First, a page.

The Thornycroft name has been associated with shipbuilding, marine engineering and other activities for well over a century. However, there are many people living today who can remember when the Thornycroft company, despite its mainstream nautical activities, was once a notable manufacturer of commercial and military vehicles - a time when Thornycroft vehicles could be seen going about their daily duties as a matter of routine. Less well-known is Thornycroft's brief foray into car manufacturing, when, from 1903 to 1912, the firm produced high-quality cars at its Basingstoke factory.
The Thornycroft era started in 1862 when John I Thornycroft (later Sir John) designed a steam car. Two years later, he formed the Steam Carriage and Wagon Company, with works at Chiswick, London. However, the project was brought to a halt by over-zealous legislation for road vehicles, and John Thornycroft took up shipbuilding, also at Chiswick. Launched in 1871, Thornycroft's 60ft (18.3m) steam launch Miranda was notable for its high speed of 18kts (20.7mph (33.3kph)). The following year, John I Thornycroft & Co was set up and became known for its small, high-speed ships and launches. The firm recognised the potential of water-tube boilers, in comparison with traditional fire-tube boilers, and Thornycroft water tube boilers were first used in the Royal Navy in 1885.
While he pursued his shipbuilding interests, John Thornycroft took up road vehicles again and built his first steam vehicle at the Chiswick works in 1895. The Thornycroft Steam Wagon Company Ltd of Chiswick became a noted producer of steam lorries and vans, and high demand led to the setting up of a new factory at Basingstoke, Hampshire, in 1898. The following year, Thornycroft steam wagons were supplied to the Army for the first time. London's first powered bus was a Thornycroft steam double decker.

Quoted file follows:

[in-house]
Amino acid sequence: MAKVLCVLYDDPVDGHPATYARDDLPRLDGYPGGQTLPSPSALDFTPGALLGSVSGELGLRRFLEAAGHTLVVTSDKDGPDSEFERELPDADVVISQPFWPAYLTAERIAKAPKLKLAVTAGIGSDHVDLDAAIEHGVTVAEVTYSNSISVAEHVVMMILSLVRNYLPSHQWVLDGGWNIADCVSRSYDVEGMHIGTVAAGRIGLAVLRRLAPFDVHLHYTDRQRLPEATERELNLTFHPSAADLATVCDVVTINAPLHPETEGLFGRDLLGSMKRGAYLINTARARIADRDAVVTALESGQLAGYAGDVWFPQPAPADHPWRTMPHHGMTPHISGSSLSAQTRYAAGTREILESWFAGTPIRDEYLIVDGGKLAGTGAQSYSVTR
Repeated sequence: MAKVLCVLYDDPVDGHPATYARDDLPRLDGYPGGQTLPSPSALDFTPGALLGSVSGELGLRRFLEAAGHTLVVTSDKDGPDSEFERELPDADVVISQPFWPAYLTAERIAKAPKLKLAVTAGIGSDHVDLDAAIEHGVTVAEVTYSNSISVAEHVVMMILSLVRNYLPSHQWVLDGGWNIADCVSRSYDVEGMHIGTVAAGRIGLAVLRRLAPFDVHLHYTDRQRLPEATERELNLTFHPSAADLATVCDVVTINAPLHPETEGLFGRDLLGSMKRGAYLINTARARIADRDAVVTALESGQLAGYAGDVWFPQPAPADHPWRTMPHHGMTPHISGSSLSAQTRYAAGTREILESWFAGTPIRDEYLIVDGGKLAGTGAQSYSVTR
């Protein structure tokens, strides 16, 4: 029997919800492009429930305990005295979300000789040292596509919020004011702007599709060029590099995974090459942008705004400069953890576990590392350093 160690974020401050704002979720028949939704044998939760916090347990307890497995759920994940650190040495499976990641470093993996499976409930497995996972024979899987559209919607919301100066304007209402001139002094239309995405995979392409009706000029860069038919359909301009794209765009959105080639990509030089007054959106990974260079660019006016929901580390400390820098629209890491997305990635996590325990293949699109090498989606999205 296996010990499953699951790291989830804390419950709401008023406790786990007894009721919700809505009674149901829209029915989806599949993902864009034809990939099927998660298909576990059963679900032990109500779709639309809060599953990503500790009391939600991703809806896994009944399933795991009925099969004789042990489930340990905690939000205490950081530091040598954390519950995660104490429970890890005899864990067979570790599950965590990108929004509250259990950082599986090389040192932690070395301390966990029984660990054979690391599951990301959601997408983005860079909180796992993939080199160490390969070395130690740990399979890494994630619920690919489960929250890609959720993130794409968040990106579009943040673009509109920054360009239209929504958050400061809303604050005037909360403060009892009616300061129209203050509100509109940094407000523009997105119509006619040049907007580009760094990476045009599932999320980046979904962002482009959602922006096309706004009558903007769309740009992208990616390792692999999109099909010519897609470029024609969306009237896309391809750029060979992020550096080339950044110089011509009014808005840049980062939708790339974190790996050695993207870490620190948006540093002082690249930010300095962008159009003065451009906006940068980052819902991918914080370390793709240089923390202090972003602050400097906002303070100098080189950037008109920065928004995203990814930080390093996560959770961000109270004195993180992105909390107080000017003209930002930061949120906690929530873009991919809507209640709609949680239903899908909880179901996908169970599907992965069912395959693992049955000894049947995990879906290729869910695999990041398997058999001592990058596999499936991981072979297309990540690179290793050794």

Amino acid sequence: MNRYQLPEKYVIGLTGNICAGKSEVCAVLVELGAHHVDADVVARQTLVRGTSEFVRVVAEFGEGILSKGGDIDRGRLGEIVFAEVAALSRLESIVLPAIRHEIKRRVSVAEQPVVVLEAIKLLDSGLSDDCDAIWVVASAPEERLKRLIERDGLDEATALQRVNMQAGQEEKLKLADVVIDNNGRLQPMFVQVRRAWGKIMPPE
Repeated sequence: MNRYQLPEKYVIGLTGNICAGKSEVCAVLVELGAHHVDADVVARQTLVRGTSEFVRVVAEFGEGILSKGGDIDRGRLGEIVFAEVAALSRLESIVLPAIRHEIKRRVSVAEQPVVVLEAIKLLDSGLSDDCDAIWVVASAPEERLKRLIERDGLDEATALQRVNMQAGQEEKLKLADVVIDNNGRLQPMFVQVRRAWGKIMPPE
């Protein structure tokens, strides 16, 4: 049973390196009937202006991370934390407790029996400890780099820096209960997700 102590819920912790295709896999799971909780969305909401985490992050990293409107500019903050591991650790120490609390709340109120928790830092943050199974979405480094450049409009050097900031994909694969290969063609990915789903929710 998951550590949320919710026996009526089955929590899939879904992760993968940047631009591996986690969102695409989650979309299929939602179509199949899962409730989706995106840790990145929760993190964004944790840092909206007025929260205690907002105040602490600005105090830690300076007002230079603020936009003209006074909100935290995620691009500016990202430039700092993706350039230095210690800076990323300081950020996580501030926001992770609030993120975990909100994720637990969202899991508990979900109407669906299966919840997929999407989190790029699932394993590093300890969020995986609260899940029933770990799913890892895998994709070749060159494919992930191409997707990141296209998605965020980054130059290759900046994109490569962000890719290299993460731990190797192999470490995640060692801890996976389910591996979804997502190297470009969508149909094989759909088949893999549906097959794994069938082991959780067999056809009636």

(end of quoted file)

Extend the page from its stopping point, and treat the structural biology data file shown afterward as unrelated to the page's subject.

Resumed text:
Thornycroft's shipbuilding works were transferred from Chiswick to Southampton in 1904, and the firm built on its success to become a world leader in the design and construction of ships. Continuing success with steam wagons gave Thornycroft a solid reputation for producing road-vehicles, and it was natural that the firm should turn its attention to producing vehicles with IC engines. The first Thornycroft motor vehicle was introduced in 1902, a commercial vehicle with a four-ton load capacity. The firm gave up building cars in 1912 to concentrate, for the next half century, on building its successful commercial vehicles - a field in which Thornycroft became world-class and and a major employer in Basingstoke.
The Hampshire Museums Service collection was formed in the late 1970s and is now the most comprehensive of its kind in the public domain. The collection includes vehicles, machine tools and equipment, production records and photographs, printed sales brochures and handbooks, family archives and general business records relating to both the vehicles and ship-building divisions.